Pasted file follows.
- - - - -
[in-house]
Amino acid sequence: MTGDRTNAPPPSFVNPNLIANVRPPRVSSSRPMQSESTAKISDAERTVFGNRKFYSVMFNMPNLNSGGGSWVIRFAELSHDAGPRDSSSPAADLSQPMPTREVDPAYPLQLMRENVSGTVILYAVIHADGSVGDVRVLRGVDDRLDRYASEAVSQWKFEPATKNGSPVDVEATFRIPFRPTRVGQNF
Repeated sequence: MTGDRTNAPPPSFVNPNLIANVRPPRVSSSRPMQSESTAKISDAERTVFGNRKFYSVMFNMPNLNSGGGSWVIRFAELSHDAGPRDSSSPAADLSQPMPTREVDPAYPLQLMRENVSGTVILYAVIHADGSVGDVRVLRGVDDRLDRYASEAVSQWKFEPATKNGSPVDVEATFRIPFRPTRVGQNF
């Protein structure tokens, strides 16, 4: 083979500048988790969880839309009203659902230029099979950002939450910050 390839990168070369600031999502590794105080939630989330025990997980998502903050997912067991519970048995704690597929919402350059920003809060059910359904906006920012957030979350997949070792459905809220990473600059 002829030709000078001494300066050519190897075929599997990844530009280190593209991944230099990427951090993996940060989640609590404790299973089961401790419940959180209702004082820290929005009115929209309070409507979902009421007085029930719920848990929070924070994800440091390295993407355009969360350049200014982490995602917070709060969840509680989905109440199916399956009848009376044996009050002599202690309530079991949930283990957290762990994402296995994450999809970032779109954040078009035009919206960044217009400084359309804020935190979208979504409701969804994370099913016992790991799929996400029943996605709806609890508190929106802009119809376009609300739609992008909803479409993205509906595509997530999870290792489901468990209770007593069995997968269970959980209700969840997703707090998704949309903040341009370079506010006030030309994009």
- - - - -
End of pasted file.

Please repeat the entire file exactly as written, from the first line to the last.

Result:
[in-house]
Amino acid sequence: MTGDRTNAPPPSFVNPNLIANVRPPRVSSSRPMQSESTAKISDAERTVFGNRKFYSVMFNMPNLNSGGGSWVIRFAELSHDAGPRDSSSPAADLSQPMPTREVDPAYPLQLMRENVSGTVILYAVIHADGSVGDVRVLRGVDDRLDRYASEAVSQWKFEPATKNGSPVDVEATFRIPFRPTRVGQNF
Repeated sequence: MTGDRTNAPPPSFVNPNLIANVRPPRVSSSRPMQSESTAKISDAERTVFGNRKFYSVMFNMPNLNSGGGSWVIRFAELSHDAGPRDSSSPAADLSQPMPTREVDPAYPLQLMRENVSGTVILYAVIHADGSVGDVRVLRGVDDRLDRYASEAVSQWKFEPATKNGSPVDVEATFRIPFRPTRVGQNF
């Protein structure tokens, strides 16, 4: 083979500048988790969880839309009203659902230029099979950002939450910050 390839990168070369600031999502590794105080939630989330025990997980998502903050997912067991519970048995704690597929919402350059920003809060059910359904906006920012957030979350997949070792459905809220990473600059 002829030709000078001494300066050519190897075929599997990844530009280190593209991944230099990427951090993996940060989640609590404790299973089961401790419940959180209702004082820290929005009115929209309070409507979902009421007085029930719920848990929070924070994800440091390295993407355009969360350049200014982490995602917070709060969840509680989905109440199916399956009848009376044996009050002599202690309530079991949930283990957290762990994402296995994450999809970032779109954040078009035009919206960044217009400084359309804020935190979208979504409701969804994370099913016992790991799929996400029943996605709806609890508190929106802009119809376009609300739609992008909803479409993205509906595509997530999870290792489901468990209770007593069995997968269970959980209700969840997703707090998704949309903040341009370079506010006030030309994009």